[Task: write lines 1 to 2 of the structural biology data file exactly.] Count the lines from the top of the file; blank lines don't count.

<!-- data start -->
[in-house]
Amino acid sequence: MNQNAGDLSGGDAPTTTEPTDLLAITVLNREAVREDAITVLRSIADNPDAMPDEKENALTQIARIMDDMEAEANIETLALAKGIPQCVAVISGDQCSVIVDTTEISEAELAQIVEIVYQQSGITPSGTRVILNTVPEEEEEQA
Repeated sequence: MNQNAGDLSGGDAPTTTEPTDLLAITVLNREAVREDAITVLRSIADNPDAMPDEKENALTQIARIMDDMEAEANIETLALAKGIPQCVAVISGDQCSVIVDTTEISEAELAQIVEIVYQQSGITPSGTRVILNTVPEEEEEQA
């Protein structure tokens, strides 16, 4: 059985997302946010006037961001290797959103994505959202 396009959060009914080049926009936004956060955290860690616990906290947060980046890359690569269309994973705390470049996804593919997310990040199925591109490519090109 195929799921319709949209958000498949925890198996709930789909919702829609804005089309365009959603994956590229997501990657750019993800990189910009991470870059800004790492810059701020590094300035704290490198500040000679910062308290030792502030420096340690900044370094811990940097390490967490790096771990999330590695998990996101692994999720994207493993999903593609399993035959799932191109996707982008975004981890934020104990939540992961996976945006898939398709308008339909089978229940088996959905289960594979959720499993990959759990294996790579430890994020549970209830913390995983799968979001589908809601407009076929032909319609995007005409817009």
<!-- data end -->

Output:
[in-house]
Amino acid sequence: MNQNAGDLSGGDAPTTTEPTDLLAITVLNREAVREDAITVLRSIADNPDAMPDEKENALTQIARIMDDMEAEANIETLALAKGIPQCVAVISGDQCSVIVDTTEISEAELAQIVEIVYQQSGITPSGTRVILNTVPEEEEEQA